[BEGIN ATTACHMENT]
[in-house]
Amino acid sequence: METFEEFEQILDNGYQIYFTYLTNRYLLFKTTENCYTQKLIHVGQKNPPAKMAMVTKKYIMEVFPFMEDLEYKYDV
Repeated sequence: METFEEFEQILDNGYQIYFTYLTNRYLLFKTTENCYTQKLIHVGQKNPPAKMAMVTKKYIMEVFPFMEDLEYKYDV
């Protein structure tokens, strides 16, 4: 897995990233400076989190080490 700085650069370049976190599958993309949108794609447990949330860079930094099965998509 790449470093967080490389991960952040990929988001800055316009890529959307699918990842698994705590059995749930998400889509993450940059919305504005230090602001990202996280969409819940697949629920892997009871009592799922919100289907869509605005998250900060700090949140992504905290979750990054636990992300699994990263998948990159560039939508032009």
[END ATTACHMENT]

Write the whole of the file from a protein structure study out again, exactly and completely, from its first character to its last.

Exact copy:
[in-house]
Amino acid sequence: METFEEFEQILDNGYQIYFTYLTNRYLLFKTTENCYTQKLIHVGQKNPPAKMAMVTKKYIMEVFPFMEDLEYKYDV
Repeated sequence: METFEEFEQILDNGYQIYFTYLTNRYLLFKTTENCYTQKLIHVGQKNPPAKMAMVTKKYIMEVFPFMEDLEYKYDV
């Protein structure tokens, strides 16, 4: 897995990233400076989190080490 700085650069370049976190599958993309949108794609447990949330860079930094099965998509 790449470093967080490389991960952040990929988001800055316009890529959307699918990842698994705590059995749930998400889509993450940059919305504005230090602001990202996280969409819940697949629920892997009871009592799922919100289907869509605005998250900060700090949140992504905290979750990054636990992300699994990263998948990159560039939508032009």